Oh, and Mac users: How do you negotiate the chat interface? I find myself typing the slash-letter command, then deleting the slash, and the whole thing gets confusing.
Dorothea live-blogs this take on open-access academic periodical publishing, which I heartily endorse.
Jeneane and Halley both point to Susan Mernit’s lament that the SF Weekly could devote a long, insightful article to Craig Newmark of Craig’s List, which quotes various industry-leader types while avoiding citing any women. Hello?
World of Warcraft is marvelously engineered, but is no game for a pacifist (not that anyone’s surprised by that, but I’m confirming what one would expect). As one of my capacities therein is “healing,” I’m looking forward to finding a vocation as an in-game EMT.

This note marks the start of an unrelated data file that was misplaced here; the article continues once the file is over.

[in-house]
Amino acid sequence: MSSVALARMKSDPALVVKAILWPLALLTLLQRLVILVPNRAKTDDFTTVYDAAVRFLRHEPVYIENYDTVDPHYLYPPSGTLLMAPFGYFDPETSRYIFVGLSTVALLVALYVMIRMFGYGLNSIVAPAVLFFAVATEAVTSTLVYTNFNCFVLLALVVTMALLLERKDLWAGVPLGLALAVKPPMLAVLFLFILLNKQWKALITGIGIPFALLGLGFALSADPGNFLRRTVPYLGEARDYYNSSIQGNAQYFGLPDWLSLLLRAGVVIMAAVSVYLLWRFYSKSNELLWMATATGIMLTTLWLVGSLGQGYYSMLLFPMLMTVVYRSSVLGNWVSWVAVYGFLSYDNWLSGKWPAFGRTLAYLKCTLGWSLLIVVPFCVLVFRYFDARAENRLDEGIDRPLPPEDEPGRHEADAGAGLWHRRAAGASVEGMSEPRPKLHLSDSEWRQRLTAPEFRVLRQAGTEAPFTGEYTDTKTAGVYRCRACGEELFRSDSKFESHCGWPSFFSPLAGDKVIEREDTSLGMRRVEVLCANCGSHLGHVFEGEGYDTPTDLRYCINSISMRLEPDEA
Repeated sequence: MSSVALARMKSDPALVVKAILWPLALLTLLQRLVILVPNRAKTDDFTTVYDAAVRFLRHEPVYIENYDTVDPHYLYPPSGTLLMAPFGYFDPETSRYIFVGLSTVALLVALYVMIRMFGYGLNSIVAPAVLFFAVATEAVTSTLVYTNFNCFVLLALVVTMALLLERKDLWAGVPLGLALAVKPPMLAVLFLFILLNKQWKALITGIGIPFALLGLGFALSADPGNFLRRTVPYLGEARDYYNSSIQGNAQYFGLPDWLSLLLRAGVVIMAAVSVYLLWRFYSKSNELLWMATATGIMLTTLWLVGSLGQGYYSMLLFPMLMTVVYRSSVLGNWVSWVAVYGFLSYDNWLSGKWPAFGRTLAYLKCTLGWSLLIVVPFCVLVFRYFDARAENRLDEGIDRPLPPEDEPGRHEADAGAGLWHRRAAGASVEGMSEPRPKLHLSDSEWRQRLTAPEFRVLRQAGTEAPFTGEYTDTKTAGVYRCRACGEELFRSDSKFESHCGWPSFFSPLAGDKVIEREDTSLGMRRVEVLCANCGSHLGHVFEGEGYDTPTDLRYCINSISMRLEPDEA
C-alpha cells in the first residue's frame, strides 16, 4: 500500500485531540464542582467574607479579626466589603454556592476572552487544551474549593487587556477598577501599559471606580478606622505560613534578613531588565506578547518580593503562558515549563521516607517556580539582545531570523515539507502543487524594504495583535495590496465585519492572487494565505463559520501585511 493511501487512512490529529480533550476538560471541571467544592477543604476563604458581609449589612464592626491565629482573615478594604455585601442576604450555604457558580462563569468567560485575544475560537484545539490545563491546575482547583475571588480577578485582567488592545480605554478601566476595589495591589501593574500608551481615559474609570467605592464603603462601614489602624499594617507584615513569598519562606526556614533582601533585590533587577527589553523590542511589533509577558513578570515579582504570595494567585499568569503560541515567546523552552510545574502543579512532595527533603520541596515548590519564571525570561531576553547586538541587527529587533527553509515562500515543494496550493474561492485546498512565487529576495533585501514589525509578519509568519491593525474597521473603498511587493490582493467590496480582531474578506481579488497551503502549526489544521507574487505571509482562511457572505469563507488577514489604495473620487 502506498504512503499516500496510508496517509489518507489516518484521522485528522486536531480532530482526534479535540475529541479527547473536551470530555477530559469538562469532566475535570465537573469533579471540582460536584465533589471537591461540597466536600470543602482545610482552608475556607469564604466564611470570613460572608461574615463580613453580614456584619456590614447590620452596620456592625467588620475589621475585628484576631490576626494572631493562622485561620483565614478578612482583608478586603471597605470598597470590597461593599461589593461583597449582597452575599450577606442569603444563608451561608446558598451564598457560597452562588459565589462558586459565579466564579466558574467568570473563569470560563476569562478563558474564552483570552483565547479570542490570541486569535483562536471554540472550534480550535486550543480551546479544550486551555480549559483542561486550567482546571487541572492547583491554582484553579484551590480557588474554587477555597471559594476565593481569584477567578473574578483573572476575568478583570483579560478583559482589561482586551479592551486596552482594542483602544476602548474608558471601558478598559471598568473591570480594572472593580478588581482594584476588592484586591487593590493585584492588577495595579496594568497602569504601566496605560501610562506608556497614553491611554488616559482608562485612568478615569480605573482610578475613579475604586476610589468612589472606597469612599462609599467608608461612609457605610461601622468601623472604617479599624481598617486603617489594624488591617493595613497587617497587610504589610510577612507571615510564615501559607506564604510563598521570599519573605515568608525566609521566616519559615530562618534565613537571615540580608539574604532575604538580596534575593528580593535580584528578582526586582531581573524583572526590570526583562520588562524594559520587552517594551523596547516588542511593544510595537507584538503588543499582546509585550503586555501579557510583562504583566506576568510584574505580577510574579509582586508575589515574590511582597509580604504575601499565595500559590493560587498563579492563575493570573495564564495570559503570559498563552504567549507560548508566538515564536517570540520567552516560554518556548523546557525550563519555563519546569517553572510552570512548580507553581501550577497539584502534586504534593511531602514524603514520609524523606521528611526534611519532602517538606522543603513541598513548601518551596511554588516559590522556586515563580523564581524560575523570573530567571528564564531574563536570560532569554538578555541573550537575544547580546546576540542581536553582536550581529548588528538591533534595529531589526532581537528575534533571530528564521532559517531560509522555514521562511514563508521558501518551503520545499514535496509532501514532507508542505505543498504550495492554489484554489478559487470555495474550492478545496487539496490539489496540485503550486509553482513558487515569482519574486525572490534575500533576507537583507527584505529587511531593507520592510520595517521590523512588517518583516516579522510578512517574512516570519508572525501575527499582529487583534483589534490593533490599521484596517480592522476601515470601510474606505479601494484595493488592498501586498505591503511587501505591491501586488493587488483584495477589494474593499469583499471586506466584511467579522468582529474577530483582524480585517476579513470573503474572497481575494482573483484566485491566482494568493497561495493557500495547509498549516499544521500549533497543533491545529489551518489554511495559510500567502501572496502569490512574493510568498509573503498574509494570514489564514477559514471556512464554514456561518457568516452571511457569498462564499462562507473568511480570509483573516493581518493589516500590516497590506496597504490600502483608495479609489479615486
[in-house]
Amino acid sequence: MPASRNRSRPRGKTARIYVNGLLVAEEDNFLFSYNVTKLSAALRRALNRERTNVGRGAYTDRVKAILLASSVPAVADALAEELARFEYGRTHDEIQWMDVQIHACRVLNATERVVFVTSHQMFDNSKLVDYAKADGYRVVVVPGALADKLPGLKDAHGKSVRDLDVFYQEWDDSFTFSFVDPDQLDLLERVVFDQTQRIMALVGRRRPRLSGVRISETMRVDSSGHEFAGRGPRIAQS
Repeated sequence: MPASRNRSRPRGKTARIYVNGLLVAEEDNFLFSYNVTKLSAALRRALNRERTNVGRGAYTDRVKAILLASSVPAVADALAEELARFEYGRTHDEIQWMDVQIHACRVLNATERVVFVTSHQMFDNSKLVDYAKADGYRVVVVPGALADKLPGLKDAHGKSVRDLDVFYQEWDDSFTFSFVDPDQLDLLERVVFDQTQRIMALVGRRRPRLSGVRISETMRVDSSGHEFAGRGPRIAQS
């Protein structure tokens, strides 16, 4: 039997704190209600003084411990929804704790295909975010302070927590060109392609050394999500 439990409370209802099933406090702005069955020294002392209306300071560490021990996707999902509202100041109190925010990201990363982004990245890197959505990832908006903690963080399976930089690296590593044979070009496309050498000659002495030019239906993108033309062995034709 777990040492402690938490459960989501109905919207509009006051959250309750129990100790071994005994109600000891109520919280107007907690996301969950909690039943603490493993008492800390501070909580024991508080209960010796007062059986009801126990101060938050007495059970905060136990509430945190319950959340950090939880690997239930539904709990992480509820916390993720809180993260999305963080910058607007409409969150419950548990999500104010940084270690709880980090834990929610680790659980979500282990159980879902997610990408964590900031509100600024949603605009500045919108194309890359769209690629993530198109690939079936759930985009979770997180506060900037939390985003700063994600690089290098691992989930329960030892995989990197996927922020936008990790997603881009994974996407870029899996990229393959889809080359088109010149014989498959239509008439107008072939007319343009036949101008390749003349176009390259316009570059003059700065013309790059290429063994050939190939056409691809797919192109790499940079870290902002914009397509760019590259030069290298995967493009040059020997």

Writers who use Unicode Greek now no longer need rely on Gentium (marvelous though it is) or whatever was loaded with their system software; the Greek Font Society has released a Greek Didot in regular, bold, italic, and bold italic. I haven’t kicked the tires myself, yet, but their PDF samples look very impressive (via Hypotyposeis, the long way around).
I stopped by the Apple Store this evening to pick up my first-string computer; can you tell from the way I blog? The retired TiBook performed well coming back after a year of inactivity, but the zippier, more powerful iBook (with all my files, applications, and system upgrades from the last year) is my Main Unit.
As to the much-anticipated outcome of the title sweepstakes — I didn’t hear anything today. We’ll have to wait, probably till Monday.
Neither Margaret nor I can log in to AIM this morning (I tried both iChat and AIM proper), but I don’t see anything about a problem in the online news sources. Is anyone else having problems?